How do you know that your child needs a hearing aid? Have you noticed that you are having a tough time communicating? Do you find yourself repeating yourself over and over again? These could be signs that your child is not able to hear when you are speaking. While a device can amplify the sound and make it easier for him or her to hear, it is important to help the child use and care for the equipment.
Assessing the Problem
Your first step as a parent is finding out whether or not your child is struggling to hear. Make an appointment with an audiologist to have the child tested. This does not take very long and you will learn right away whether or not there is a problem. For some parents, figuring out that there is a problem is a relief. They know what is wrong and realize that they can take action to make things better with the help of a hearing aid.
Finding the Right Equipment
Kids tend to be pretty rough with their clothes, their shoes, and their toys. This is no different. Start out by purchasing the right equipment. You need something that will be resilient and able to stand up to your child's daily routine. You need something that fits well and is easy to operate. Kids are not going to be okay if they are constantly messing with their ears. If the units are uncomfortable to wear, they are not going to leave them in and the problem is not solved.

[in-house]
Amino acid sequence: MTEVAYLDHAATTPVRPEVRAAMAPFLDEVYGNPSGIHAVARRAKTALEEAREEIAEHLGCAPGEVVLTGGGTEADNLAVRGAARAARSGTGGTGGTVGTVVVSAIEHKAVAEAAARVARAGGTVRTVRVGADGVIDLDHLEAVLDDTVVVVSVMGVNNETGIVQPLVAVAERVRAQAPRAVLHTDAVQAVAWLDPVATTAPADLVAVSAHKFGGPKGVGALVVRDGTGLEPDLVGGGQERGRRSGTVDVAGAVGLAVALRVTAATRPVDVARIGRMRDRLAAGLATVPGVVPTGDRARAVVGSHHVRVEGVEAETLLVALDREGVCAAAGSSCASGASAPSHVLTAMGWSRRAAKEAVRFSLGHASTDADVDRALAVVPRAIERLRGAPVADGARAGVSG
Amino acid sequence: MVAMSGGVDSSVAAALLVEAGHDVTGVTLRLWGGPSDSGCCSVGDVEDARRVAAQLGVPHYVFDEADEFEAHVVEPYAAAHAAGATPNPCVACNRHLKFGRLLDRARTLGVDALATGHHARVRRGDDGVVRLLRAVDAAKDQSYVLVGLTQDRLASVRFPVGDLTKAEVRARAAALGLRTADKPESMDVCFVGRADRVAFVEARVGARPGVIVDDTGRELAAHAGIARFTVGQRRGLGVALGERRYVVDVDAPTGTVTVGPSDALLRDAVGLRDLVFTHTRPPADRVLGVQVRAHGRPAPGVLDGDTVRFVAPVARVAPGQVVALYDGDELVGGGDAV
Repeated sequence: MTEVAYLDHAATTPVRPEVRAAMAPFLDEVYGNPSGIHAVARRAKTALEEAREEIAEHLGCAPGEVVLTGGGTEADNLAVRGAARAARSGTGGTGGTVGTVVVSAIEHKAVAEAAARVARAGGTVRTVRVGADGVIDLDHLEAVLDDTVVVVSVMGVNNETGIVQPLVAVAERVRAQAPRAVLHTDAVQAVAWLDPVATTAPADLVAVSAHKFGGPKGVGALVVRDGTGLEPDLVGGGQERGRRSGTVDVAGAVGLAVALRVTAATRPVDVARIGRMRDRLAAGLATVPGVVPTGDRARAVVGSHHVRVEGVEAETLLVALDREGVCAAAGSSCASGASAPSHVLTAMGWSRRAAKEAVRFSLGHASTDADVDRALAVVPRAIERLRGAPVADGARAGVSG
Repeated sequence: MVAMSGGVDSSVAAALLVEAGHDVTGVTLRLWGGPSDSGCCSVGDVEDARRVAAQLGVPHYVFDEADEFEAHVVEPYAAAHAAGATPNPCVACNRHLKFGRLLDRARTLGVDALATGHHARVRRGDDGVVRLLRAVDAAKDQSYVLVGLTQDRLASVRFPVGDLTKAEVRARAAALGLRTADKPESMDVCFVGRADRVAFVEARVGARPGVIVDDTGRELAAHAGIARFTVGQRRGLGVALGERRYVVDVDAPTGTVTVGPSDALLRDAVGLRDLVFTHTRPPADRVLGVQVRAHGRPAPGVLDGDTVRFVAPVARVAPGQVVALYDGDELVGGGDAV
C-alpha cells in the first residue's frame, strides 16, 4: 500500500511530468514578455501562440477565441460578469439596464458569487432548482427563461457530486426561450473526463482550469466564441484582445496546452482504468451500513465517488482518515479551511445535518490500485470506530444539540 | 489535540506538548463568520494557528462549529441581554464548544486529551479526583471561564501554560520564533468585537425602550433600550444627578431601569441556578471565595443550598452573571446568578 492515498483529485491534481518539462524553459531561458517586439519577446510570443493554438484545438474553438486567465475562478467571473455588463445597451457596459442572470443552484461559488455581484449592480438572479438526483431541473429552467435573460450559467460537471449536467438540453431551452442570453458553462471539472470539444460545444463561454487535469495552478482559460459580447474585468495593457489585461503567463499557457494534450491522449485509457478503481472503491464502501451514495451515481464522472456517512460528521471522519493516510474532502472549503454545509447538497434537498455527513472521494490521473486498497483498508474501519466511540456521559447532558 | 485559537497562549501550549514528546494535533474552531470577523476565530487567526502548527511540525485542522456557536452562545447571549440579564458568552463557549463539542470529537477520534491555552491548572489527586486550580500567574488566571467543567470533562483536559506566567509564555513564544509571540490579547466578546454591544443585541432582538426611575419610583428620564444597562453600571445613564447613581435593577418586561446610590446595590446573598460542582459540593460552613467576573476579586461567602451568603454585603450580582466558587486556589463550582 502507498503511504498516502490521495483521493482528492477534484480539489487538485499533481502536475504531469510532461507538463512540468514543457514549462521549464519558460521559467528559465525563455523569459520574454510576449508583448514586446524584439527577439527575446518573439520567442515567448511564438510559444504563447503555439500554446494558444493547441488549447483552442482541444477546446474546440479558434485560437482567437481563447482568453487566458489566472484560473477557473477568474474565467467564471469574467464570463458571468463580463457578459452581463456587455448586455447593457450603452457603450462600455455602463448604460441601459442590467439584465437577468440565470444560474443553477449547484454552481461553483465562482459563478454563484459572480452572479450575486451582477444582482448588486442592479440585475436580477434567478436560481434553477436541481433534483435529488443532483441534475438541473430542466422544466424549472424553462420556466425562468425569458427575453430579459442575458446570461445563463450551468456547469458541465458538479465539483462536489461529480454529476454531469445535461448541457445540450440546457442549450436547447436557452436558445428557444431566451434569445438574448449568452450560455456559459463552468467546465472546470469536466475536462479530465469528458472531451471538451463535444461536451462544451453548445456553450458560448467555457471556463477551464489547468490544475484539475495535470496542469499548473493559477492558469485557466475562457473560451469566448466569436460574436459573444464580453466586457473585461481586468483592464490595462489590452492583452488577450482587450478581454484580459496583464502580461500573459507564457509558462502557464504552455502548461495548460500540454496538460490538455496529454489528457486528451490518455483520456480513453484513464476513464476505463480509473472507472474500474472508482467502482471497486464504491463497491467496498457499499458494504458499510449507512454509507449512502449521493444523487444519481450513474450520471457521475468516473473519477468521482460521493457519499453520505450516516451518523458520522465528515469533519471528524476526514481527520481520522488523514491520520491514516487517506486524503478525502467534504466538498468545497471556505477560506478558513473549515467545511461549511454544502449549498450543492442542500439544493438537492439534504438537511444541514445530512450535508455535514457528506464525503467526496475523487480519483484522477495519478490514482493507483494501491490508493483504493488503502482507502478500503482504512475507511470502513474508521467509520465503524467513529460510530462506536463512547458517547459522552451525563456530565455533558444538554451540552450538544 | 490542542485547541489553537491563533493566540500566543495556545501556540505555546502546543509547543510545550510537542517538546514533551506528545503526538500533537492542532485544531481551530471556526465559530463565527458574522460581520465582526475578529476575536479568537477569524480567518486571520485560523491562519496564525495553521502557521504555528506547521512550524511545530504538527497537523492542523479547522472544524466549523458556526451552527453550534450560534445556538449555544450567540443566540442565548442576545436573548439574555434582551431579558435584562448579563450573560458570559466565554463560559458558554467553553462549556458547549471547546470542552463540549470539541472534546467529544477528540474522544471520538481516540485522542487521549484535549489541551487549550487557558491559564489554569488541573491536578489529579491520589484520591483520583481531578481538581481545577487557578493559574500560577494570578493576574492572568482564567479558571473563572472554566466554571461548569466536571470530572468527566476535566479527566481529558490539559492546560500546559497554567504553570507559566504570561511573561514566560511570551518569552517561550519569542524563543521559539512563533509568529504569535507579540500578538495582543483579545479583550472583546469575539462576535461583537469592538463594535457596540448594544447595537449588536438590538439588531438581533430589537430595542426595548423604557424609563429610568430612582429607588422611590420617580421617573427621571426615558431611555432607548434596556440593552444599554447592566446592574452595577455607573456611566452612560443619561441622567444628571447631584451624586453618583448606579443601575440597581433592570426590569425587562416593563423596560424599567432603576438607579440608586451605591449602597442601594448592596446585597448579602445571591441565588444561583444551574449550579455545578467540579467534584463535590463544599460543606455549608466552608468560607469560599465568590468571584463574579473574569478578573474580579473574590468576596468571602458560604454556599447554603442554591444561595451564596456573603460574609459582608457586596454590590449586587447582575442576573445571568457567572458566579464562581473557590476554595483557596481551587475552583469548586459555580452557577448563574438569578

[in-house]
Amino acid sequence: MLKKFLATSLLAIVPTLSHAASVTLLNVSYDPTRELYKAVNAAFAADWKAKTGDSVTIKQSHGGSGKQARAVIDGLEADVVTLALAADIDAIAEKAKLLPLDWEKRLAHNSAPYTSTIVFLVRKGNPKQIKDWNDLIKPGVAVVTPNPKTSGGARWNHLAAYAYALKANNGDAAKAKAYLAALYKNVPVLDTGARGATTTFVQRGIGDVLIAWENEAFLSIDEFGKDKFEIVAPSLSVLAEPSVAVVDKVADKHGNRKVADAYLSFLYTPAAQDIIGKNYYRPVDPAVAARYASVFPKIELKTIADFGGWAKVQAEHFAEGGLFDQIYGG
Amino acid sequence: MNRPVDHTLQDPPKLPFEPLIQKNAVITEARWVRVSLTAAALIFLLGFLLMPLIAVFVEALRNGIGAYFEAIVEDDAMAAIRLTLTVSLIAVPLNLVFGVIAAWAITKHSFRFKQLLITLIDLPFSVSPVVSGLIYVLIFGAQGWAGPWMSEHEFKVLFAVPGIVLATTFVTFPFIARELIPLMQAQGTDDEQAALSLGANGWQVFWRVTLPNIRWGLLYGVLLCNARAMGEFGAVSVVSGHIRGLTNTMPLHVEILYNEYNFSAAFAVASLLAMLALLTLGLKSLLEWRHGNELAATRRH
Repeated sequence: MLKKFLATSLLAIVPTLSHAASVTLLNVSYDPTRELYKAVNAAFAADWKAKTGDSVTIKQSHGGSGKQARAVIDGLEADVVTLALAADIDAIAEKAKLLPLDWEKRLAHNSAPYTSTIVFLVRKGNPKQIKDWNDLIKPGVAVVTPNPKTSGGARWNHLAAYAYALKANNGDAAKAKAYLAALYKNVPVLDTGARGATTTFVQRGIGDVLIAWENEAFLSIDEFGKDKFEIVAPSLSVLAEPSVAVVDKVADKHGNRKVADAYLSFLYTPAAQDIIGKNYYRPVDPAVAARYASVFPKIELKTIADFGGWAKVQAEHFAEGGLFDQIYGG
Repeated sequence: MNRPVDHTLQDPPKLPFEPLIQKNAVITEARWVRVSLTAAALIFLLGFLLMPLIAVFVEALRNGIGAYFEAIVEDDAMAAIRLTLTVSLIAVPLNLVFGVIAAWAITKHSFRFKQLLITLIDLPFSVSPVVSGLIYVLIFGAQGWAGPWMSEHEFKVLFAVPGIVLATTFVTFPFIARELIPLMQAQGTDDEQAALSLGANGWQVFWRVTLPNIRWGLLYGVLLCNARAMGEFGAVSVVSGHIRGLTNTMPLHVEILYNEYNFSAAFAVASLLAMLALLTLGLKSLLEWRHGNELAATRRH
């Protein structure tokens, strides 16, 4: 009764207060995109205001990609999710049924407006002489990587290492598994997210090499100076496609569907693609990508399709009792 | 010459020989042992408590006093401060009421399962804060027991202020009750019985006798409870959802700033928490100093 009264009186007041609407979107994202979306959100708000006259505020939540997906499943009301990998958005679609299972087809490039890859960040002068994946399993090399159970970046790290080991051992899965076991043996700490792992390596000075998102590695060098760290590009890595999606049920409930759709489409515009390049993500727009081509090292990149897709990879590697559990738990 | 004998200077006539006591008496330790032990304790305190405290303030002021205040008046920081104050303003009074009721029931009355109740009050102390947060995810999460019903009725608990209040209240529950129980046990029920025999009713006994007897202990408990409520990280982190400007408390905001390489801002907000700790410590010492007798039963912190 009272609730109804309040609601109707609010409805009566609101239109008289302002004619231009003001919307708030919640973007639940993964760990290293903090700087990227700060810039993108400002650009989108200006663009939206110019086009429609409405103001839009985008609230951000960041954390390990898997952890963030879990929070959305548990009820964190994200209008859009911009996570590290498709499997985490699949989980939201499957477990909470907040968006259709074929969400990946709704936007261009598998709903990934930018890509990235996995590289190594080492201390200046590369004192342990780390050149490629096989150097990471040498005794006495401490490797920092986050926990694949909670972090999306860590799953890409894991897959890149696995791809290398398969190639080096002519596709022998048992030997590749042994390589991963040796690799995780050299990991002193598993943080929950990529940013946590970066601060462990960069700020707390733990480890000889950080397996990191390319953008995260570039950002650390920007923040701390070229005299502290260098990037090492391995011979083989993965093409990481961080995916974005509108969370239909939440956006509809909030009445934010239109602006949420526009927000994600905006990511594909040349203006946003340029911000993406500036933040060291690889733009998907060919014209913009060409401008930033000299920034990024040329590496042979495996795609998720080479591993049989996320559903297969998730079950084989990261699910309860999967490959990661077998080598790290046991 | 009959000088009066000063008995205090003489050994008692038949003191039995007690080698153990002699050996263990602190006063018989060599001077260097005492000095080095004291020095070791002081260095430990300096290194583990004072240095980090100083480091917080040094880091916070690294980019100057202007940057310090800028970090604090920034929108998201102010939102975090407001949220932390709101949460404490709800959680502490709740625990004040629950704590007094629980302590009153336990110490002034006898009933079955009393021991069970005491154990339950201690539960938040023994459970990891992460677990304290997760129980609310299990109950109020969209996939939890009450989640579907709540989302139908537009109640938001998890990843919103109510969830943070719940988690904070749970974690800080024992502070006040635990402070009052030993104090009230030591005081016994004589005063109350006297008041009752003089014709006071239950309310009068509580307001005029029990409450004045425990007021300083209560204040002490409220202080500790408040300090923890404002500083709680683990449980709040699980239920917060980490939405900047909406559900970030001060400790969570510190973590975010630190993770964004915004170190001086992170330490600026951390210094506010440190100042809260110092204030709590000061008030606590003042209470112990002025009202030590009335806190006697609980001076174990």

Teaching About Use
Depending on your child's age, some task will be easier to handle than others. For example, you may not want your toddler taking out and putting in a hearing aid. On the other hand, when a teenager needs these items to hear more clearly, he or she will be able to handle them carefully.
Teaching About Care
Aside from putting them in and taking them out, kids need to know how to clean a hearing aid. Younger children should observe you cleaning. Slowly allow them to take on some of the responsibility while you are still close by. You want them to gain responsibility slowly. If something does go wrong with the equipment, make an appointment with the audiologist as soon as possible for repairs or a replacement.
There are going to be times when a child does not want to wear his or her hearing aid. They may not understand the importance of consistency. As a parent, do your best to monitor this. Make sure that when they wake up in the morning, the aides are in and when they get ready for bed, they need to be removed. The more they are worn, the more effective they can be.